It was interesting to read about the women of the first world war. I highly recommend this read.

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The Last Bookshop in London: A Novel of World War IIThe Last Bookshop in London: A Novel of World War II by Madeline Martin
My rating: 5 of 5 stars

I’m so sorry I am finished reading this book! I wanted to live with these characters. No, I didn’t want to live during a war, especially while bombs were dropping. But I love living with book people who love to share books with those they love. Oh, yeah. I already live that, sans bombs!

Saskia Maarleveld (Narrator) keeps the story live. Not even a moment did I remember real life while in the book.

I love stories about females during World War II, but they are often soft mushy girls who do not seek their inner strength. They often fall in love with the guy and become arm candy or the like. Not our main character here. She seeks her own worth and, in the process, finds a fellow book lover, even before she has become addicted to the same.

Please, if you get the chance, try this book. I think you may love it as much as I did. I was lucky to pick it up on Libby, but I am seriously thinking of getting my own copy for when I want to curl up in a guaranteed good read. I hope you love it as much as I do.

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The Book Woman's Daughter (The Book Woman of Troublesome Creek, #2)The Book Woman’s Daughter by Kim Michele Richardson
My rating: 4 of 5 stars

I didn’t realize until the author’s note at the end of this book that this is book two of a series. So it can obviously stand alone. I was lucky to find it on Libby as an audiobook. I don’t know if the book reads with quite the accent of the narrator, Katie Schorr, but I think she adds authenticity to the story.

I don’t usually add the blurb about the book but I don’t think I could do the story justice, so:

In the ruggedness of the beautiful Kentucky mountains, Honey Lovett has always known that the old ways can make a hard life harder. As the daughter of the famed blue-skinned, Troublesome Creek packhorse librarian, Honey and her family have been hiding from the law all her life. But when her mother and father are imprisoned, Honey realizes she must fight to stay free, or risk being sent away for good.

Picking up her mother’s old packhorse library route, Honey begins to deliver books to the remote hollers of Appalachia. Honey is looking to prove that she doesn’t need anyone telling her how to survive. But the route can be treacherous, and some folks aren’t as keen to let a woman pave her own way.

If Honey wants to bring the freedom books provide to the families who need it most, she’s going to have to fight for her place, and along the way, learn that the extraordinary women who run the hills and hollers can make all the difference in the world.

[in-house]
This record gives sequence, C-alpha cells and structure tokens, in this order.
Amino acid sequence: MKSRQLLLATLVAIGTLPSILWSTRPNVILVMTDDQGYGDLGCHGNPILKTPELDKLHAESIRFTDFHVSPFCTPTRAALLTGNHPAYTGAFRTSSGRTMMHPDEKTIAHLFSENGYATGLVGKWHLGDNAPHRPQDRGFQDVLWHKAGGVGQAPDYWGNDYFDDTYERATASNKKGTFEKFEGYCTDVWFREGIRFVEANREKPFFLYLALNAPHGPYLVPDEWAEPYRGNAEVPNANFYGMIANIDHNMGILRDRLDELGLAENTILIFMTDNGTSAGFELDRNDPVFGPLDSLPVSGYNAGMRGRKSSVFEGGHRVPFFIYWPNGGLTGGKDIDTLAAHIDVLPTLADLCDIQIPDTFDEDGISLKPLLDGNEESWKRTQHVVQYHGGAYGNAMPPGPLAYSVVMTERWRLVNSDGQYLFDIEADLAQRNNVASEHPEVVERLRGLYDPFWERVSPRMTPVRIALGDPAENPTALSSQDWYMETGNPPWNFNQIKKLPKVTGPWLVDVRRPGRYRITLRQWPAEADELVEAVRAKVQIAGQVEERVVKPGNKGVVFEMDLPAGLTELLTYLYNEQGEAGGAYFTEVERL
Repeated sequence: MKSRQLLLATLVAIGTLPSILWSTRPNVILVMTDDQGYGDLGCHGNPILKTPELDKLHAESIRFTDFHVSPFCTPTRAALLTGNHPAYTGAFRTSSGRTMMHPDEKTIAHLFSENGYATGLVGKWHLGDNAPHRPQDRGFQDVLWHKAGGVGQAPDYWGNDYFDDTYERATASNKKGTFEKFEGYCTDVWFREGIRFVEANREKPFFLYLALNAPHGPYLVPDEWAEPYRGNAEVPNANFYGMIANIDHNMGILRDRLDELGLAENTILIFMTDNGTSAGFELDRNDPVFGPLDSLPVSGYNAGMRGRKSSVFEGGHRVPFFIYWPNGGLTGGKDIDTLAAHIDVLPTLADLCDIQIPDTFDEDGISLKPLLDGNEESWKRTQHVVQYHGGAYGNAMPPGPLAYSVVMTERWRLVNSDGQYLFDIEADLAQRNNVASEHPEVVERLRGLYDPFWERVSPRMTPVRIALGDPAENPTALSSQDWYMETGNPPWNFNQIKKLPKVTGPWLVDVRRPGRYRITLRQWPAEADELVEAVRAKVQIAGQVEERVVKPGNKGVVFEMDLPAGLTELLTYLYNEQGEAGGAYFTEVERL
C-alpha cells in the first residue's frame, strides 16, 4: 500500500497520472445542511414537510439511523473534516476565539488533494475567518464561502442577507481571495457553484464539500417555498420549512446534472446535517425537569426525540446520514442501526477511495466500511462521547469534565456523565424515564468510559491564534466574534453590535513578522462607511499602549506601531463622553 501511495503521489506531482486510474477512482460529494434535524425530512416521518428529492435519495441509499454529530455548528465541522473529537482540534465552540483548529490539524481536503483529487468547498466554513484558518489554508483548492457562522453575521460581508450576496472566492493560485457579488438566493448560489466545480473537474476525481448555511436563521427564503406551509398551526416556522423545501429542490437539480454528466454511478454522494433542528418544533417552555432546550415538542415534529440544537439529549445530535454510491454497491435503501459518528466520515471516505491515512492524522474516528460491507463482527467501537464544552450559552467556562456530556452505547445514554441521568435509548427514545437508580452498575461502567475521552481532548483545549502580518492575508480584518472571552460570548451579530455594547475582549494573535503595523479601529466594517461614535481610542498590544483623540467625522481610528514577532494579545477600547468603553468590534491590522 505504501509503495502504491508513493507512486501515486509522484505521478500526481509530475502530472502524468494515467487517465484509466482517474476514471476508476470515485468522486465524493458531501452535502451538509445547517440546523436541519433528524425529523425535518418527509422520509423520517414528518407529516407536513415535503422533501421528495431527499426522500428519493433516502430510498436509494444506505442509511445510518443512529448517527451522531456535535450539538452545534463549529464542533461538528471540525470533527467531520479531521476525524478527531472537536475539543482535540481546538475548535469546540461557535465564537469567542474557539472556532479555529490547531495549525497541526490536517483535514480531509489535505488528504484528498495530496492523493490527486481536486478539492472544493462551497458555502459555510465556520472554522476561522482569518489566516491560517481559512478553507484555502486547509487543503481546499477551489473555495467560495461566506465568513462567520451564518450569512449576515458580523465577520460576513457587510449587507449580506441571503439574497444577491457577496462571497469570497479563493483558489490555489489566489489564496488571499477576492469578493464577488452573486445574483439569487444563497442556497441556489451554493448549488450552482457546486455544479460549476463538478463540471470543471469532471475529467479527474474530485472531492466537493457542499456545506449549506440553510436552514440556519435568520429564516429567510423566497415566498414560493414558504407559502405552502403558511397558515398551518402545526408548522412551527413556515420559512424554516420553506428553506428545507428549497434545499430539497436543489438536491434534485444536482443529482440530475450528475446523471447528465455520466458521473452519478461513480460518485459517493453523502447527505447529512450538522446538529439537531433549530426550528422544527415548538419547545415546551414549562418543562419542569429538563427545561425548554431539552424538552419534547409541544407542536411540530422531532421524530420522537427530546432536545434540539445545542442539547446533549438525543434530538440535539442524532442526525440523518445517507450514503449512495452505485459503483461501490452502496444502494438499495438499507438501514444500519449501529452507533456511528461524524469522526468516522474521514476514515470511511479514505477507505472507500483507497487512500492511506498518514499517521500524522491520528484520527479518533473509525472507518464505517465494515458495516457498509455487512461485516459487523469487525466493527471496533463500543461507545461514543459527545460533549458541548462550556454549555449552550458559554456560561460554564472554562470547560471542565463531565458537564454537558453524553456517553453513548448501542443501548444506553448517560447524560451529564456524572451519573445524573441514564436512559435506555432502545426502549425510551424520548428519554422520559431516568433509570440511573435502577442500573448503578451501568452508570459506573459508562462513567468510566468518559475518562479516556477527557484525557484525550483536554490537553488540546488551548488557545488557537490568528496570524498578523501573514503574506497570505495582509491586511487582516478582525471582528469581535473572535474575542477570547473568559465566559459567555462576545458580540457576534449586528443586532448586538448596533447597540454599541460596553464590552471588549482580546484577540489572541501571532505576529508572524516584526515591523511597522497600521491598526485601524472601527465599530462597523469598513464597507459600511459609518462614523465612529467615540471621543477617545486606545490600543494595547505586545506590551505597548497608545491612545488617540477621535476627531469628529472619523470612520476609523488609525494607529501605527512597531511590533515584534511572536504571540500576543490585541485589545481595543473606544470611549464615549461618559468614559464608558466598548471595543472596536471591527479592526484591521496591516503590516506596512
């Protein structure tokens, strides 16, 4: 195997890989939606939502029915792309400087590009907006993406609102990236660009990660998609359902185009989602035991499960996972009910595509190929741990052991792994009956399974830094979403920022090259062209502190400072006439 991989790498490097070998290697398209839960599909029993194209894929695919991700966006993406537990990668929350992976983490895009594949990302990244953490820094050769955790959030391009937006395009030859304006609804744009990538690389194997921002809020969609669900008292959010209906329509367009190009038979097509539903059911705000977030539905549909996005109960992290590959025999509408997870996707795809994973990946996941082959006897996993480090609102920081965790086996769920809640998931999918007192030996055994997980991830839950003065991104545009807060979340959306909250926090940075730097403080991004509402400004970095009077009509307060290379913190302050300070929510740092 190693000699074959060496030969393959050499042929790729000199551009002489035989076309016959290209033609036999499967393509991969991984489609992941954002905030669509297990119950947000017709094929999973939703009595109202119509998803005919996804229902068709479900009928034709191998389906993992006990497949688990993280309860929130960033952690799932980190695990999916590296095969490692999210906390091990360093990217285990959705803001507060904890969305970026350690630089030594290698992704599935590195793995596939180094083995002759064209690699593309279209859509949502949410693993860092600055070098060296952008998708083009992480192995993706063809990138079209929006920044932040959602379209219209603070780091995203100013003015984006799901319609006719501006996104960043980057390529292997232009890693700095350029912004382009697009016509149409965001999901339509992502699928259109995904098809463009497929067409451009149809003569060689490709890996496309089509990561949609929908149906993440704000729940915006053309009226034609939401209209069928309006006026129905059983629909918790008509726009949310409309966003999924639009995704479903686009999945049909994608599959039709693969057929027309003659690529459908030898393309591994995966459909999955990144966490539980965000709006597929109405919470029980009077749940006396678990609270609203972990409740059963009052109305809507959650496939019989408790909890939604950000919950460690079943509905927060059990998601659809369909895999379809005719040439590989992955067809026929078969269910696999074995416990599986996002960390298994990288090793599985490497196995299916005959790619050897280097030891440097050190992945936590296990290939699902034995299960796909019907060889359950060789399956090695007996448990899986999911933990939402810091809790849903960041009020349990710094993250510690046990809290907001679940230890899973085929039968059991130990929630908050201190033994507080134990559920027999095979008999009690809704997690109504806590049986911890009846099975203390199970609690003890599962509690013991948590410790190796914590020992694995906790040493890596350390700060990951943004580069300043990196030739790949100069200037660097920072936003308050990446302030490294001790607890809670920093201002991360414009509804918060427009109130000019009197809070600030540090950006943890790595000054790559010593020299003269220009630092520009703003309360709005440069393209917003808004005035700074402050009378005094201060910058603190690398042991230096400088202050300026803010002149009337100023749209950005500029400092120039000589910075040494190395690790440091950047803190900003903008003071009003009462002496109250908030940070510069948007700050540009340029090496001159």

It’s worth the read. May I suggest the possibility of triggers in abusive situations? Serious outcomes. But the strength of the young woman as she learns to stand up for herself is amazing.

It is worth the read. Now I am looking up book 1 and hoping it won’t be difficult to go backward. I’ll let you know later.

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The Orphan’s Mother by Marion Kummerow


The Orphan's MotherThe Orphan’s Mother by Marion Kummerow
My rating: 4 of 5 stars

I hated to end the reading or listening to this book. Sarah Durham narrated the story with all the acting skills needed to do the many parental and child voices. She managed the German and Polish names and words; at least, I thought they sounded right. It is one of the reasons I love Audiobooks so much. Other languages, if read by my voice and eyes, would probably be wrong.

I love books about women during the wars. You know there must have been situations like this. There must be even now with COVID19 orphans, earthquake orphans, etc. The news rarely brings the stories to life. But people get misplaced and have to survive somehow.

This is more than just one mother. Watching all the moving parts turn the story deeper and deeper is intriguing. Amazing writing!

My only objection is the missing parts of the orphan’s life. I wanted more.

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Yellow WifeYellow Wife by Sadeqa Johnson
My rating: 5 of 5 stars

This is a challenging, necessary read. But with Robin Miles narrating, the story became something I couldn’t stop ‘reading.’ It is a book written colloquially, so I think without narration, it might have seemed bad writing. But as you hear how the language is spoken, it feels quite natural.

I have never heard the term “Yellow Wife.” But it makes sense. How horrid the things humans have done to humans. I don’t understand that at all. To force people to work beyond their capacity or force women to marry those they didn’t love or chose to be with. It is all baffling.

At any rate, I am glad there are authors to take us into the past to see the kinds of things that have happened.

Since it was based on someone who had existed and that person’s history, the fiction around it became something believable. Just bring a box of Kleenex and gird up your loins for a good story that includes the cruelties of humans against humans.